Radio Lab had a great hour production called Where Am I?, all about how mind and body collaborate to determine where you and all your assorted parts are in space and how that can sometimes get out of whack. Audio is available for streaming and download, and well worth the listen.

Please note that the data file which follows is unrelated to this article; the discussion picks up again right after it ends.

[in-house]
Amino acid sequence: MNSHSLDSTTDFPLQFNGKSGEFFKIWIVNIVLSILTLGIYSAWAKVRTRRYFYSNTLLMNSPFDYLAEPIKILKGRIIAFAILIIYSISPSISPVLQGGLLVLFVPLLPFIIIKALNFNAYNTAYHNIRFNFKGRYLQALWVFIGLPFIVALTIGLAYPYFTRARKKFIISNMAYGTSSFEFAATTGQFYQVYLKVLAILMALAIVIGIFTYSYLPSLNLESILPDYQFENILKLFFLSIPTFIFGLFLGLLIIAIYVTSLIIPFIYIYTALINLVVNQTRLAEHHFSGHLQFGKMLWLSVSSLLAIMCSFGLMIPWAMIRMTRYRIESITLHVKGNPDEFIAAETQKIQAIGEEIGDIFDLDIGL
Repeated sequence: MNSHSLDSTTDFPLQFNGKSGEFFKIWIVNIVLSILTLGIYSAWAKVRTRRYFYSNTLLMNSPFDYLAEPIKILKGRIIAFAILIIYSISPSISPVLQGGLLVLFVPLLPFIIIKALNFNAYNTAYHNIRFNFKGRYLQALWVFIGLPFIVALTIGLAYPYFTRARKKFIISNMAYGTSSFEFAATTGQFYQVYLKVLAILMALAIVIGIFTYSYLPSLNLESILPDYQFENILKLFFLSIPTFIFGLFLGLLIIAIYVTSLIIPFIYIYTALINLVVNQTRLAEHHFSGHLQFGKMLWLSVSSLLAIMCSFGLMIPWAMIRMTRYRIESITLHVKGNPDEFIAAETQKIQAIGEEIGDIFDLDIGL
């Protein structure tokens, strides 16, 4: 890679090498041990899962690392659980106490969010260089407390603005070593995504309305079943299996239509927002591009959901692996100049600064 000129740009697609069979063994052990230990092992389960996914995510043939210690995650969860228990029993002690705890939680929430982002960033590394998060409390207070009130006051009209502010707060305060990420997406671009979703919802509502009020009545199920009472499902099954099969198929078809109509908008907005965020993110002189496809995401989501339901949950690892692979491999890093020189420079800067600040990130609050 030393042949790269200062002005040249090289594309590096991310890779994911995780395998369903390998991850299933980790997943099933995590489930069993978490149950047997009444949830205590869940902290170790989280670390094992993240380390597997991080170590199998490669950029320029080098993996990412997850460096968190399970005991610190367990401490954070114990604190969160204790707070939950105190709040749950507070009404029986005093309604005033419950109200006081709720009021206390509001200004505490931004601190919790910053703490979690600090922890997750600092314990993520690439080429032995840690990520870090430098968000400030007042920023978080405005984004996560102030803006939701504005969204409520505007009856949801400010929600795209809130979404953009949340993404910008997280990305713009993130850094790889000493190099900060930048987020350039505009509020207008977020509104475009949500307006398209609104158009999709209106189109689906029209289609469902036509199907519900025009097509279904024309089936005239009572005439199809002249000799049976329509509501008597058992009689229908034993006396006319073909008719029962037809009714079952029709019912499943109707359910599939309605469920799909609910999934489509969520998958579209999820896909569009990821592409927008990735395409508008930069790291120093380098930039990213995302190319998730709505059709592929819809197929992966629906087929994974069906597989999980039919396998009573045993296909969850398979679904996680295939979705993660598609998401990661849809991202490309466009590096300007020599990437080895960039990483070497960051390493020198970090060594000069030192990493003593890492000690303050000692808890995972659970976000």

It reminds me of the “That’s my hand!” illusion, where you can give someone the uncanny feeling that an obviously-plastic severed rubber hand is actually their own by simply hiding their real hand from view and then simultaneously touching each hand in the same spot at the same time. After about 20 seconds of such touching the illusion kicks in, and is a wonderfully eerie feeling. They have a station for trying this out at the SF Exploratorium, but my first introduction to it was from reading a recent study where scientists induced the illusion while the subject was being scanned by an MRI. What they found was that the illusion corresponds with activity in the premotor cortex, a part of the brain that receives input both visual and touch information, implying that we build our idea of where different parts of our body is in space by correlating our own sense of touch with what we can detect with our other senses. (They also have a more recent study showing that it’s not just vision combined with touch — you can get the same effect bindfolded by making the subject think she’s touching her left hand with her right when actually she’s touching the rubber hand.)